4 Hudson, New York, Is a Great Place to Work
Located in a former printing district, 4 hudson is designed to integrate with the brick buildings of Hudson Square. Its 19-story, 1.2 million-square-foot complex of offices and studio space is being built by Skidmore Owings & Merrill.
The 4-6-4 “Hudson” locomotive was famous for hauling the New York Central’s crack passenger trains. They were replaced by dual-purpose 4-8-2 Mohawks, however.
Hudson Square office space is a must-have for any business that wants to work in one of Manhattan’s most desirable locations. Its sleek aesthetics, floor-to-ceiling windows, and high ceilings create a stunning work environment that promotes collaboration and creativity.
The newest addition to the neighborhood’s skyline is 4 Hudson Square, a new home for ABC and Disney-owned networks. The 19-story 1.2 million-square-foot complex takes shape across an entire city block bounded by Spring Street, Varick Street, and Hudson Street, offering large studio spaces that can be adapted for many types of productions.
The building’s design by architect Bjarke Ingels Group (BIG) is both functional and aesthetically pleasing, featuring a unique spiraling structure that offers breathtaking views of the surrounding area. With flexible lease terms and luxury finishes, 4 Hudson Square office space is the perfect place to grow your business. This one-of-a-kind office space overlooks Duane Park and is flooded with natural light. The property also offers an outdoor terrace, high-end finishes, and an open layout.
As a corporate tenant, you’ll enjoy the visibility of your product in one of the city’s most upscale neighborhoods. You’ll also enjoy the location’s unrivaled public transit access, including the A,C,E, and B trains and the 1 train to LaGuardia Airport.
Designed by Skidmore, Owings and Merrill LLP (SOM), the complex is intended to integrate with Hudson Square’s historic brick buildings and lofts, which were once a printing district. The facade’s orthogonal grid of louvers and glass is framed by green terra-cotta extrusions.
The lower floors of 4 Hudson Square, formally known as 137 Varick Street and sometimes referred to by its address in the ad space for ABC News or the Disney-owned ABC-ABC News Channel, will offer floor plates up to 85,000 square feet. It will feature studios for live taping of The View and other TV shows and open-floor offices. Many setbacks will act as landscaped outdoor terraces for occupants. The structure is being developed by the Silverstein Properties of World Trade Center fame.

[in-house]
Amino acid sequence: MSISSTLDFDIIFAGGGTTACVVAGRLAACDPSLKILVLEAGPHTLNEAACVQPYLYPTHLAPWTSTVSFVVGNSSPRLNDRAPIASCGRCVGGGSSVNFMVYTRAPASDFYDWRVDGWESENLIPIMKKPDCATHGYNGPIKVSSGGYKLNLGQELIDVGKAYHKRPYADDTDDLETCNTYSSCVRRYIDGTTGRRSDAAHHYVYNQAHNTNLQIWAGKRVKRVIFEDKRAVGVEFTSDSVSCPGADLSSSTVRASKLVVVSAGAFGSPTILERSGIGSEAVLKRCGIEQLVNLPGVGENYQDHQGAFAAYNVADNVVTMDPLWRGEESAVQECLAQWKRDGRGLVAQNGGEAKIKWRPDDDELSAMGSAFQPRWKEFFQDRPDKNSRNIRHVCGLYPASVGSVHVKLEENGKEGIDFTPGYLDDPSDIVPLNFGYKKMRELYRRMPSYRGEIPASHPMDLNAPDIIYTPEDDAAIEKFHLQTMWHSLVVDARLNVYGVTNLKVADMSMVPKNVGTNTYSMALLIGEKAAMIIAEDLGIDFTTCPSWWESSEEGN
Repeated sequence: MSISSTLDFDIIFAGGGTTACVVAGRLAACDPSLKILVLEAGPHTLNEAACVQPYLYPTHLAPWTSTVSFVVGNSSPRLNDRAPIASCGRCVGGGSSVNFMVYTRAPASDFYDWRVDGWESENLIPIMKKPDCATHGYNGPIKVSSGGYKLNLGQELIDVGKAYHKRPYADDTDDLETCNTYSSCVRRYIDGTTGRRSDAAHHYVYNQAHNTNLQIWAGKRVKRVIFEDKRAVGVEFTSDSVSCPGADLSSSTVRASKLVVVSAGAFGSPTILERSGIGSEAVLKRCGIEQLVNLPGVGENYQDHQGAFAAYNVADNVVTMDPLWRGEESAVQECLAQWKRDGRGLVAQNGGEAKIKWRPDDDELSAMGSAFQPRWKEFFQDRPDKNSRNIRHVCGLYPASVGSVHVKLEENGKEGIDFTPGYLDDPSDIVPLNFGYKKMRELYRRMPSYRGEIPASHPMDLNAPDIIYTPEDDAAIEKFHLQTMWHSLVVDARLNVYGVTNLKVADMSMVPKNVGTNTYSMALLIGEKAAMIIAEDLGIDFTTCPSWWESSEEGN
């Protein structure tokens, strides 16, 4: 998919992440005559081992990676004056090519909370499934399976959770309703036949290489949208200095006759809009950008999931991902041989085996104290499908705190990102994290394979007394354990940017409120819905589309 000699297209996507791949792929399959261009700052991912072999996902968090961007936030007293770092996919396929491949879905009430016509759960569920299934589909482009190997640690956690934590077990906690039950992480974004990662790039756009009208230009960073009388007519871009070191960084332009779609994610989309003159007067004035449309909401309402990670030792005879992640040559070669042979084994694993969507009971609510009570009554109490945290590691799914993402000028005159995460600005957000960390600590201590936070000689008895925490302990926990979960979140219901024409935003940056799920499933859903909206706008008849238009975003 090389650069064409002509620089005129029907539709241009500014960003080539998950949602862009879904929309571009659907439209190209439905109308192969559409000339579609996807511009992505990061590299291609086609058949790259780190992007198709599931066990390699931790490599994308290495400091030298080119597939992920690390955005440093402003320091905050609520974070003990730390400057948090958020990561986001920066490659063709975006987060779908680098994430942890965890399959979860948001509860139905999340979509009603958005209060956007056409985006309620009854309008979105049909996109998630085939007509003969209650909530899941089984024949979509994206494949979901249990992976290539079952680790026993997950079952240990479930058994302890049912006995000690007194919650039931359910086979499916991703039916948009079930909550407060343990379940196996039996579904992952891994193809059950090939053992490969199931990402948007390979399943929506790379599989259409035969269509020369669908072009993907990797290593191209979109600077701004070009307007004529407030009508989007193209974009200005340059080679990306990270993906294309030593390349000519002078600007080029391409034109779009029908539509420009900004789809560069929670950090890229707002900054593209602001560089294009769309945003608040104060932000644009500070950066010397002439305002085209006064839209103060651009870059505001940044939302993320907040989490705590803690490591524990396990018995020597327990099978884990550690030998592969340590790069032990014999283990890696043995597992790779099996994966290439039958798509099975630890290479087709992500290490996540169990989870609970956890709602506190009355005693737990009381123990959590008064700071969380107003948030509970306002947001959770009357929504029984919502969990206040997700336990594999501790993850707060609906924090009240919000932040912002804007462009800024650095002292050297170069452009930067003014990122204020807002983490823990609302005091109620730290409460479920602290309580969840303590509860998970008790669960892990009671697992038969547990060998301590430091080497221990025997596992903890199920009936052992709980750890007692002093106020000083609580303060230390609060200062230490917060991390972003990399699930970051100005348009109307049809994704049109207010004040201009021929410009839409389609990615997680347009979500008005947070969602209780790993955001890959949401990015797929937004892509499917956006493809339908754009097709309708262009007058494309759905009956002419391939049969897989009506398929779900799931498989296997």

While many visitors go to the Hudson Valley for the mountain and river views, it’s also a foodie destination. Whether it’s a restaurant with airy croissants that rival those of Paris or a Jamaican eatery serving plates of plantains and jerk chicken, the region has restaurants that make it well worth the day or weekend trip upstate from NYC.
Among the best is Stissing House in Pine Plains, which looks like a Pixar animator’s rendition of an antique shop-slash-general store with flawless natural lighting. Run by the chef of King in Manhattan, the space has a long history as a tavern and inn for weary travelers. Guests can sit in one of several dining rooms or eat out in the yard with Adirondack chairs and firepits.
In Hudson, James Beard nominee Francesco Buitoni’s GioBatta is a must. Diners can enjoy a slew of pasta dishes, including hand-cut tagliatelle with Bolognese and spaghetti carbonara topped with guanciale.
In addition to a new restaurant space, 4 hudson is home to a music venue and other entertainment opportunities. The company plans to build a permanent stage at the location to host concerts, television shows and other performances. ABC currently produces “Live with Kelly and Ryan,” “Tamron Hall” and “World News Tonight” out of its primary NYC studios, but will likely move those productions to Hudson Square when they reach the end of their current contracts.
Before being absorbed by Konami, Hudson Soft developed several hit video game series, including the Bomberman, Adventure Island and Star Soldier series. They also created the long-running East of Eden series, which was set in a fictional feudal Japan and ranked 12th by Famitsu magazine in their list of top games.
On a yearly basis from 1985 to 2000, Hudson Soft hosted a gaming competition in Japan called the Caravan. Originally, all the games were shoot em ups; however, later Caravans featured less punishing titles. Around 2010-2011, many former Hudson Soft employees migrated to Nintendo’s NDcube studio, which is headed by Hidetoshi Endo, a former President of the Hudson Soft division.